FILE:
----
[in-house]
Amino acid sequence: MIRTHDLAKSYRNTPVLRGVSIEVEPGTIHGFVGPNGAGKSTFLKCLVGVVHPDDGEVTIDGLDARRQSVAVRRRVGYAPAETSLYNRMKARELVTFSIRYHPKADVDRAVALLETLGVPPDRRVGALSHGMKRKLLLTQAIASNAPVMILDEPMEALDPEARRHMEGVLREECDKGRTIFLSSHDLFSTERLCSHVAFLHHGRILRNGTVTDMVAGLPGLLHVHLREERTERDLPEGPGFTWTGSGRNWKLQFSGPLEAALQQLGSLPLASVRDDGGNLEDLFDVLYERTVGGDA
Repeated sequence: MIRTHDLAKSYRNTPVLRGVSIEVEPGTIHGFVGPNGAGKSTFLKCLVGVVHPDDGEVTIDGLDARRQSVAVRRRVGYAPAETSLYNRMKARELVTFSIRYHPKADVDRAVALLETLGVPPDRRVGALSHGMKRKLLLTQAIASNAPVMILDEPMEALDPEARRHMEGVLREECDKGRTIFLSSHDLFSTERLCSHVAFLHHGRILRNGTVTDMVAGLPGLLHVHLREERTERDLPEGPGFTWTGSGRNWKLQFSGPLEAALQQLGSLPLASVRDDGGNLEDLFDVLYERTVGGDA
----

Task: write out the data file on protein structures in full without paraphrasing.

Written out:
[in-house]
Amino acid sequence: MIRTHDLAKSYRNTPVLRGVSIEVEPGTIHGFVGPNGAGKSTFLKCLVGVVHPDDGEVTIDGLDARRQSVAVRRRVGYAPAETSLYNRMKARELVTFSIRYHPKADVDRAVALLETLGVPPDRRVGALSHGMKRKLLLTQAIASNAPVMILDEPMEALDPEARRHMEGVLREECDKGRTIFLSSHDLFSTERLCSHVAFLHHGRILRNGTVTDMVAGLPGLLHVHLREERTERDLPEGPGFTWTGSGRNWKLQFSGPLEAALQQLGSLPLASVRDDGGNLEDLFDVLYERTVGGDA
Repeated sequence: MIRTHDLAKSYRNTPVLRGVSIEVEPGTIHGFVGPNGAGKSTFLKCLVGVVHPDDGEVTIDGLDARRQSVAVRRRVGYAPAETSLYNRMKARELVTFSIRYHPKADVDRAVALLETLGVPPDRRVGALSHGMKRKLLLTQAIASNAPVMILDEPMEALDPEARRHMEGVLREECDKGRTIFLSSHDLFSTERLCSHVAFLHHGRILRNGTVTDMVAGLPGLLHVHLREERTERDLPEGPGFTWTGSGRNWKLQFSGPLEAALQQLGSLPLASVRDDGGNLEDLFDVLYERTVGGDA